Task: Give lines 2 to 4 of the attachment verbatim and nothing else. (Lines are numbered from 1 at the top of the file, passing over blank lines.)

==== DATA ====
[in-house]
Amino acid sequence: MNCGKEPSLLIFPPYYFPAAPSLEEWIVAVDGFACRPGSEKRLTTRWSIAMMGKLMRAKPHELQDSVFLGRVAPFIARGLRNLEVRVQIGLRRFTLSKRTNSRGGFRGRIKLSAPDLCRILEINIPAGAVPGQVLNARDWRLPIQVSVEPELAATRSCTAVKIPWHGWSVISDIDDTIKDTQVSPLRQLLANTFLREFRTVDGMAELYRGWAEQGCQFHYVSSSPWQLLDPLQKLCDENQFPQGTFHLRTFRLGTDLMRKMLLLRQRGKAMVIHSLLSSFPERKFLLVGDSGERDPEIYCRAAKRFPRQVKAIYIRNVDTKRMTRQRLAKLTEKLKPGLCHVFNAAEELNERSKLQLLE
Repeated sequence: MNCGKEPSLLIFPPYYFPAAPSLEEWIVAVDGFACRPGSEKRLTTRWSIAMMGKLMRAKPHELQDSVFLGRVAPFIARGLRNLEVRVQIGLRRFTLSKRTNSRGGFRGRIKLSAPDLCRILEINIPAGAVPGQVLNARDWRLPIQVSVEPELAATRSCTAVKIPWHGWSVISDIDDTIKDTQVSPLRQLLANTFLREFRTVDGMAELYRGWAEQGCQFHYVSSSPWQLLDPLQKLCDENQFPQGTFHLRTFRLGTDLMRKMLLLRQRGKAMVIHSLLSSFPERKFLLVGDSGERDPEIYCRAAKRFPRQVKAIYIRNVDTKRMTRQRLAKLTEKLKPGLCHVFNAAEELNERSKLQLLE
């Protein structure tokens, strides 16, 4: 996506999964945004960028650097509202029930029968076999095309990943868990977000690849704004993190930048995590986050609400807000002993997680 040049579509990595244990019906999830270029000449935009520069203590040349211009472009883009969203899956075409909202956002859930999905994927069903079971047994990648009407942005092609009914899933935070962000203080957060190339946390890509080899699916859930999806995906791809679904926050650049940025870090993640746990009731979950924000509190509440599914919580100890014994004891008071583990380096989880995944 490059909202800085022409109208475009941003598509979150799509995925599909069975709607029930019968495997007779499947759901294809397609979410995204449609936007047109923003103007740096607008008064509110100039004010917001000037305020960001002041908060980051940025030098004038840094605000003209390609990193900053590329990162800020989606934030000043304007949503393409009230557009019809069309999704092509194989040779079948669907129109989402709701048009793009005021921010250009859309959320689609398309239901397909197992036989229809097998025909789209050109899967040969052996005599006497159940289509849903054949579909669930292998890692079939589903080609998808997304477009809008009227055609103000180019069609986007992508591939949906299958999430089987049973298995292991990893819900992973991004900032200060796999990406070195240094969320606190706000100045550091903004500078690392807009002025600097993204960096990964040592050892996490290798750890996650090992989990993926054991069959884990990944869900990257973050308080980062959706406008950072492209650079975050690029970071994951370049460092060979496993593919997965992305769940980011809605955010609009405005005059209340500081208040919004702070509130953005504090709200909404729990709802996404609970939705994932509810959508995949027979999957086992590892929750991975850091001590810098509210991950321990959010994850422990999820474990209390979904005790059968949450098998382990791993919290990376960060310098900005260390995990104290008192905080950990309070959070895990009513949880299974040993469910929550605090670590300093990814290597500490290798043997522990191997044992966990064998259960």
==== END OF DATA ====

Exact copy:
Amino acid sequence: MNCGKEPSLLIFPPYYFPAAPSLEEWIVAVDGFACRPGSEKRLTTRWSIAMMGKLMRAKPHELQDSVFLGRVAPFIARGLRNLEVRVQIGLRRFTLSKRTNSRGGFRGRIKLSAPDLCRILEINIPAGAVPGQVLNARDWRLPIQVSVEPELAATRSCTAVKIPWHGWSVISDIDDTIKDTQVSPLRQLLANTFLREFRTVDGMAELYRGWAEQGCQFHYVSSSPWQLLDPLQKLCDENQFPQGTFHLRTFRLGTDLMRKMLLLRQRGKAMVIHSLLSSFPERKFLLVGDSGERDPEIYCRAAKRFPRQVKAIYIRNVDTKRMTRQRLAKLTEKLKPGLCHVFNAAEELNERSKLQLLE
Repeated sequence: MNCGKEPSLLIFPPYYFPAAPSLEEWIVAVDGFACRPGSEKRLTTRWSIAMMGKLMRAKPHELQDSVFLGRVAPFIARGLRNLEVRVQIGLRRFTLSKRTNSRGGFRGRIKLSAPDLCRILEINIPAGAVPGQVLNARDWRLPIQVSVEPELAATRSCTAVKIPWHGWSVISDIDDTIKDTQVSPLRQLLANTFLREFRTVDGMAELYRGWAEQGCQFHYVSSSPWQLLDPLQKLCDENQFPQGTFHLRTFRLGTDLMRKMLLLRQRGKAMVIHSLLSSFPERKFLLVGDSGERDPEIYCRAAKRFPRQVKAIYIRNVDTKRMTRQRLAKLTEKLKPGLCHVFNAAEELNERSKLQLLE
């Protein structure tokens, strides 16, 4: 996506999964945004960028650097509202029930029968076999095309990943868990977000690849704004993190930048995590986050609400807000002993997680 040049579509990595244990019906999830270029000449935009520069203590040349211009472009883009969203899956075409909202956002859930999905994927069903079971047994990648009407942005092609009914899933935070962000203080957060190339946390890509080899699916859930999806995906791809679904926050650049940025870090993640746990009731979950924000509190509440599914919580100890014994004891008071583990380096989880995944 490059909202800085022409109208475009941003598509979150799509995925599909069975709607029930019968495997007779499947759901294809397609979410995204449609936007047109923003103007740096607008008064509110100039004010917001000037305020960001002041908060980051940025030098004038840094605000003209390609990193900053590329990162800020989606934030000043304007949503393409009230557009019809069309999704092509194989040779079948669907129109989402709701048009793009005021921010250009859309959320689609398309239901397909197992036989229809097998025909789209050109899967040969052996005599006497159940289509849903054949579909669930292998890692079939589903080609998808997304477009809008009227055609103000180019069609986007992508591939949906299958999430089987049973298995292991990893819900992973991004900032200060796999990406070195240094969320606190706000100045550091903004500078690392807009002025600097993204960096990964040592050892996490290798750890996650090992989990993926054991069959884990990944869900990257973050308080980062959706406008950072492209650079975050690029970071994951370049460092060979496993593919997965992305769940980011809605955010609009405005005059209340500081208040919004702070509130953005504090709200909404729990709802996404609970939705994932509810959508995949027979999957086992590892929750991975850091001590810098509210991950321990959010994850422990999820474990209390979904005790059968949450098998382990791993919290990376960060310098900005260390995990104290008192905080950990309070959070895990009513949880299974040993469910929550605090670590300093990814290597500490290798043997522990191997044992966990064998259960």